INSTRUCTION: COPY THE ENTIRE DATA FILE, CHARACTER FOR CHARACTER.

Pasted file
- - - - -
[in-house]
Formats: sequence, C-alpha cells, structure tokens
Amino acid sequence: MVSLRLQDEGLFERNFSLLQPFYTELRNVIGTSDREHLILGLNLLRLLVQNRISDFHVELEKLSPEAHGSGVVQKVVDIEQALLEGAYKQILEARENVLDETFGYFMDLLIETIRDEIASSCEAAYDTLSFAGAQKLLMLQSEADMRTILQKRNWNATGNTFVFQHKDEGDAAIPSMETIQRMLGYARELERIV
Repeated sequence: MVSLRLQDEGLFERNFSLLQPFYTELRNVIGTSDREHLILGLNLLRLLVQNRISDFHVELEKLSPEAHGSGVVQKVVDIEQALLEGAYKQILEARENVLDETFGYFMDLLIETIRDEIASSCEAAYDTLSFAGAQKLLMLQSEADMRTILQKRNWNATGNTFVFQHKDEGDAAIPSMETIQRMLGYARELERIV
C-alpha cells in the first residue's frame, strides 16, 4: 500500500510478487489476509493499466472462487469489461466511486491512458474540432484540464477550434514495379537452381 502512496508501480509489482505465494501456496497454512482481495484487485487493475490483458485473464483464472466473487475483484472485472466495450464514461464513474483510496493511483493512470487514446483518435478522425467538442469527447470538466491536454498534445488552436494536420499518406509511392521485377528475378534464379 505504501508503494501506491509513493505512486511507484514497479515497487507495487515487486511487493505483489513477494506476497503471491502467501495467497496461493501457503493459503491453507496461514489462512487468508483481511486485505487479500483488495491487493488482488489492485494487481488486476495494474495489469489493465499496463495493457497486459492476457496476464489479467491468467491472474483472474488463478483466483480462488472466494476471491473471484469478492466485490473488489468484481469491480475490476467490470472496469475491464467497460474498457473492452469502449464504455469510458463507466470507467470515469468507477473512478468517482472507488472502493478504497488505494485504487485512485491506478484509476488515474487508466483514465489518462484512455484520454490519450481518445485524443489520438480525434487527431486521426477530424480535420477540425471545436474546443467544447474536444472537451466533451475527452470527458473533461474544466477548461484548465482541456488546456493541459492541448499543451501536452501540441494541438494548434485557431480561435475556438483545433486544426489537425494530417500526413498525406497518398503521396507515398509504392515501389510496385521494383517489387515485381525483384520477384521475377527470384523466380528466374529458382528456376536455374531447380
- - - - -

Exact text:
[in-house]
Formats: sequence, C-alpha cells, structure tokens
Amino acid sequence: MVSLRLQDEGLFERNFSLLQPFYTELRNVIGTSDREHLILGLNLLRLLVQNRISDFHVELEKLSPEAHGSGVVQKVVDIEQALLEGAYKQILEARENVLDETFGYFMDLLIETIRDEIASSCEAAYDTLSFAGAQKLLMLQSEADMRTILQKRNWNATGNTFVFQHKDEGDAAIPSMETIQRMLGYARELERIV
Repeated sequence: MVSLRLQDEGLFERNFSLLQPFYTELRNVIGTSDREHLILGLNLLRLLVQNRISDFHVELEKLSPEAHGSGVVQKVVDIEQALLEGAYKQILEARENVLDETFGYFMDLLIETIRDEIASSCEAAYDTLSFAGAQKLLMLQSEADMRTILQKRNWNATGNTFVFQHKDEGDAAIPSMETIQRMLGYARELERIV
C-alpha cells in the first residue's frame, strides 16, 4: 500500500510478487489476509493499466472462487469489461466511486491512458474540432484540464477550434514495379537452381 502512496508501480509489482505465494501456496497454512482481495484487485487493475490483458485473464483464472466473487475483484472485472466495450464514461464513474483510496493511483493512470487514446483518435478522425467538442469527447470538466491536454498534445488552436494536420499518406509511392521485377528475378534464379 505504501508503494501506491509513493505512486511507484514497479515497487507495487515487486511487493505483489513477494506476497503471491502467501495467497496461493501457503493459503491453507496461514489462512487468508483481511486485505487479500483488495491487493488482488489492485494487481488486476495494474495489469489493465499496463495493457497486459492476457496476464489479467491468467491472474483472474488463478483466483480462488472466494476471491473471484469478492466485490473488489468484481469491480475490476467490470472496469475491464467497460474498457473492452469502449464504455469510458463507466470507467470515469468507477473512478468517482472507488472502493478504497488505494485504487485512485491506478484509476488515474487508466483514465489518462484512455484520454490519450481518445485524443489520438480525434487527431486521426477530424480535420477540425471545436474546443467544447474536444472537451466533451475527452470527458473533461474544466477548461484548465482541456488546456493541459492541448499543451501536452501540441494541438494548434485557431480561435475556438483545433486544426489537425494530417500526413498525406497518398503521396507515398509504392515501389510496385521494383517489387515485381525483384520477384521475377527470384523466380528466374529458382528456376536455374531447380